VMC Darter Head Jig
VMC Darter Head Jig

My favorite head is a VMC Darter Head, and I don’t worry much about the color. I’m partial to the 1/8-ounce weight but at times I will go up to 1/4 ounce. I rig everything except the one in the center with a small Berkley HAVOC Beat Shad. I always pick one that looks like the local shad — white, gray, smoke, ghost or whatever.

Berkley HAVOC Beat Shad
Berkley HAVOC Beat Shad

On the center head I use a Berkley PowerBait Hollow Body usually in a Hitch color. I use this bigger bait, and in a different color, because I want to create a target for the bass. If they’re moving in on the center lure, they’re more likely to grab an outside lure during an attack, a feeding frenzy or just out of desperation

Berkley Powerbait Hollow Belly
Berkley Powerbait Hollow Belly

Note: My tackle does not include a heavy saltwater rod and reel and I’m not using rope for my fishing line. That is totally unnecessary. Don’t overdo your tackle. Use medium-heavy bass tackle and you’ll do just fine with an umbrella rig.

Abu Garcia Ike Power Series Casting Rods
Abu Garcia Ike Power Series Casting Rods

The only thing you do when you fish an umbrella rig is throw it out and wind it back. Vary your depth in the water column until you find them. I suggest you hang on after that.

Nothing else need be said.

Mike Iaconnelli
Mike Iaconnelli





Umbrella Rig Fishing with Britt Myers Recap Bass Fishing Video



Mike Iaconelli, Gerald Swindle, Adrian Avena
Mike Iaconelli, Gerald Swindle, Adrian Avena


Ike, Swindle, Avena Talk about A-rig or Umbrella Rig Bass Fishing Video




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How to Set and Use Reel Drag

Old rules don’t always apply when using braided line.

By Lenny Rudow

I was outgunned, pure and simple. Jigging for bluefin in the 40- to 80-pound range, I was using 30-pound-class gear with 65-pound braid and a 30-pound fluorocarbon wind-on leader when something significantly larger than expected inhaled my rather puny 4-inch pink Butterfly jig. It would take two and a half hours — and an immense expenditure of sweat — before we finally saw color.

The tuna settled into its death spiral for a final tug of war about 20 feet below the boat. But with the drag set at 10 pounds of pressure, forcing the fish any farther up in the water column was simply impossible. Should I apply a bit more drag, or thumb the spool? These questions shoot through the minds of countless anglers in the final moments of an epic battle.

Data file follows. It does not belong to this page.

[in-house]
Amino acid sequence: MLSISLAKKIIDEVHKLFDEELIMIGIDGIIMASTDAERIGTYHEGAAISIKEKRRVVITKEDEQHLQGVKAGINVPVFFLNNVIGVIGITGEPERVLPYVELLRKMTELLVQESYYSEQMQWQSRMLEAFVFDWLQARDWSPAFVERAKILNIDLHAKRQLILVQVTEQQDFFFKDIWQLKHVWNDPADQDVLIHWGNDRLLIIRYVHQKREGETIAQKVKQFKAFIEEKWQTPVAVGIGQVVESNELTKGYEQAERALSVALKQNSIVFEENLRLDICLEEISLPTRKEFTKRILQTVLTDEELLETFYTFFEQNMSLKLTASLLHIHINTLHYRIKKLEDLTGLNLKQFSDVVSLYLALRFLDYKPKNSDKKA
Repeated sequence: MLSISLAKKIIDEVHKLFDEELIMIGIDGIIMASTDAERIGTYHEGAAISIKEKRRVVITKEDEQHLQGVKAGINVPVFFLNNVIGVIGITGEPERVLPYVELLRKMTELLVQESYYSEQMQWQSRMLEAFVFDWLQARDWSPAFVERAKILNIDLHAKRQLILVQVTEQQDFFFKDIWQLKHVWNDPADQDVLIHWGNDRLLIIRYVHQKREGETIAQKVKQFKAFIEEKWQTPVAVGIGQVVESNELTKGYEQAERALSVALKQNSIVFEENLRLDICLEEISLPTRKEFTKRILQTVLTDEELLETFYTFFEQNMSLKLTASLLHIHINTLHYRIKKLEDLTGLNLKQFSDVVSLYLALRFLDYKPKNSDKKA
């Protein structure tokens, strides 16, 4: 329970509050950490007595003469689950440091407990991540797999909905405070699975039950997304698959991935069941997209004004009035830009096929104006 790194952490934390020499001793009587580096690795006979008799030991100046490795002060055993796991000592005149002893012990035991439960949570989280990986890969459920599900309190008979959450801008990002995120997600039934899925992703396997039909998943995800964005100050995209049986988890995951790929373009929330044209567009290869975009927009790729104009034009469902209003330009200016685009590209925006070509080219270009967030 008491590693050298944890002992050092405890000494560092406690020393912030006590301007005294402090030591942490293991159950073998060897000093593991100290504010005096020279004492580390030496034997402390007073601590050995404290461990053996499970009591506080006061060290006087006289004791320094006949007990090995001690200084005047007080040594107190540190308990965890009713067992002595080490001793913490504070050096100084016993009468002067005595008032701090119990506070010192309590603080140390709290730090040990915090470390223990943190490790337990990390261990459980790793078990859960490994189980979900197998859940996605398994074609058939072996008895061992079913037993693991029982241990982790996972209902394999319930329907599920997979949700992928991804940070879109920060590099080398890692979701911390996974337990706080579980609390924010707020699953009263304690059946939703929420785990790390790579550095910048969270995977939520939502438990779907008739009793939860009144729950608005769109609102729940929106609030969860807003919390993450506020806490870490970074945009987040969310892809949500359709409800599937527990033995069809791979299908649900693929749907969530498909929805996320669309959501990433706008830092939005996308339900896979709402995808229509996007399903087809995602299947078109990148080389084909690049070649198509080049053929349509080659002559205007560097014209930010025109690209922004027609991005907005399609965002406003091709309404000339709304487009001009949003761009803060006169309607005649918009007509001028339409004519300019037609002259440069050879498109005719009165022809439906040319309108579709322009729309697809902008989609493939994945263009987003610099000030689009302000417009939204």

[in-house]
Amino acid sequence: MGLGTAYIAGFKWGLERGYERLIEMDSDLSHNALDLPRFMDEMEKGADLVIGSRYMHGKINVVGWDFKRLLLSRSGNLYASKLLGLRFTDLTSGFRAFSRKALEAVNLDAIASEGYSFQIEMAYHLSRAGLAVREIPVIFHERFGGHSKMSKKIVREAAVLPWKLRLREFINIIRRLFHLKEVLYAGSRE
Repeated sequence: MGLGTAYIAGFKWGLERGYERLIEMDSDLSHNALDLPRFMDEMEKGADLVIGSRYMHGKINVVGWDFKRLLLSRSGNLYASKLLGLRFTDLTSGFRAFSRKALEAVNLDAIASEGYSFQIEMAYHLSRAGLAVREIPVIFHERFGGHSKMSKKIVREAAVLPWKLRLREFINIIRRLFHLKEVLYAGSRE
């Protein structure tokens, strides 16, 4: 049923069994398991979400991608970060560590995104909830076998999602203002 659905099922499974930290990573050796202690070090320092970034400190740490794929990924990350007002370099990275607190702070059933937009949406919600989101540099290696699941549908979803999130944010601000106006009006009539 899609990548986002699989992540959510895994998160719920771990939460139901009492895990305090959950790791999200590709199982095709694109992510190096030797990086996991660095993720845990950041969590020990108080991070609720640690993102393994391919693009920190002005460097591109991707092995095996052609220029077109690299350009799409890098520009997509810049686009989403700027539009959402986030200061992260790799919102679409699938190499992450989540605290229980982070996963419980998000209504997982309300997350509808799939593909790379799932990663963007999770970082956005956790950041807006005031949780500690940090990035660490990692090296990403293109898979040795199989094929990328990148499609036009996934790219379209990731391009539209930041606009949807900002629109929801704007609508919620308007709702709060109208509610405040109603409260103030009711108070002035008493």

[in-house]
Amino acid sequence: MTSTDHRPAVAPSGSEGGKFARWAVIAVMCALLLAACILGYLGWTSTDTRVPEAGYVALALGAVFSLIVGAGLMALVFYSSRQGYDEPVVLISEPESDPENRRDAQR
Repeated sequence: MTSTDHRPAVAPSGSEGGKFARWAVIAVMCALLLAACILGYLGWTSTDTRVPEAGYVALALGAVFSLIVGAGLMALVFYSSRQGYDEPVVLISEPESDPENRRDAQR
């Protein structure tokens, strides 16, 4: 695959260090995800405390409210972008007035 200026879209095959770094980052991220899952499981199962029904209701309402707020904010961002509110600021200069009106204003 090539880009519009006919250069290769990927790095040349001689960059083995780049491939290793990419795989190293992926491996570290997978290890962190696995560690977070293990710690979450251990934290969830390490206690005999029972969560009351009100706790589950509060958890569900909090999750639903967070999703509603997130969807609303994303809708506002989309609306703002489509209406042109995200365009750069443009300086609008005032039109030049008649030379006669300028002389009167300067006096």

We all know what forcing the issue usually leads to: a heart-breaking break-off. So instead of tightening the drag, I backed it off and we pulled the boat away from the fish, changing the angle of attack from vertical to nearly horizontal.

The bluefin came out of its spiral and allowed itself to be brought to the surface, albeit 50 yards away from the boat. I kept the pressure steady but never exceeded that of the preset drag, as the boat paralleled the fish, inching closer and closer. Too tired to turn and dive, the fish’s left eyeball was locked on my own when 10 minutes later, the gaff struck home.

The experience proved that ­having your drag properly set — and then using it properly — is quite literally a make‑or-break factor.

A Fine Line
“The old standard of setting the drag to between 25 percent and a third of the line’s rated strength still holds true,” says Shimano rep Capt. Bryan Williams of Wilmington, North Carolina, “but braid has changed things. In the old days, we’d move up the drag on big fish, but now I tell people to leave it alone.”

Williams notes that as a fish takes line, the drag pressure increases without any assistance from the angler because the spool’s diameter shrinks. Move the drag lever forward, and you stand an excellent chance of breaking off. He says the same goes for spinning reels, even though the change isn’t as noticeable. Adding pressure by thumbing the spool on any reel is an even worse move, he says, because you want the line moving as smoothly as possible.

“With today’s smaller, smoother reels, such as the Talicas I fish, touching the spool creates uneven pressure and increases the chance of pulling the hook,” he says.

Williams does point out, however, that you have to vary how you set the drag according to the type of fishing you’re doing. When targeting grouper, for example, he cranks up the drag to the point that only a very large fish can take drag, and then only a little. “You have to force those fish away from the ledges very quickly,” he explains, “or you’ll get chafed off before the line has a chance to break from the fish’s pull.”